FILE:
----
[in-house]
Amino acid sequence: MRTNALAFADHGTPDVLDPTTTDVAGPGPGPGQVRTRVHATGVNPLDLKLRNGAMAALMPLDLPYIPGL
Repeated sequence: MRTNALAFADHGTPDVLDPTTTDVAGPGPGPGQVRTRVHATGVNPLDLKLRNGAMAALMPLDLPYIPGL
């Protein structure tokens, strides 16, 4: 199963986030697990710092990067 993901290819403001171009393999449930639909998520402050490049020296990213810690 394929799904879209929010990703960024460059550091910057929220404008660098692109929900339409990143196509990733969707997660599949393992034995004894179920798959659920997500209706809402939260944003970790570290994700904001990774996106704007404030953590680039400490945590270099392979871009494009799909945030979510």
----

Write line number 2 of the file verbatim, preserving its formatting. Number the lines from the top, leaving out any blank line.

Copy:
Amino acid sequence: MRTNALAFADHGTPDVLDPTTTDVAGPGPGPGQVRTRVHATGVNPLDLKLRNGAMAALMPLDLPYIPGL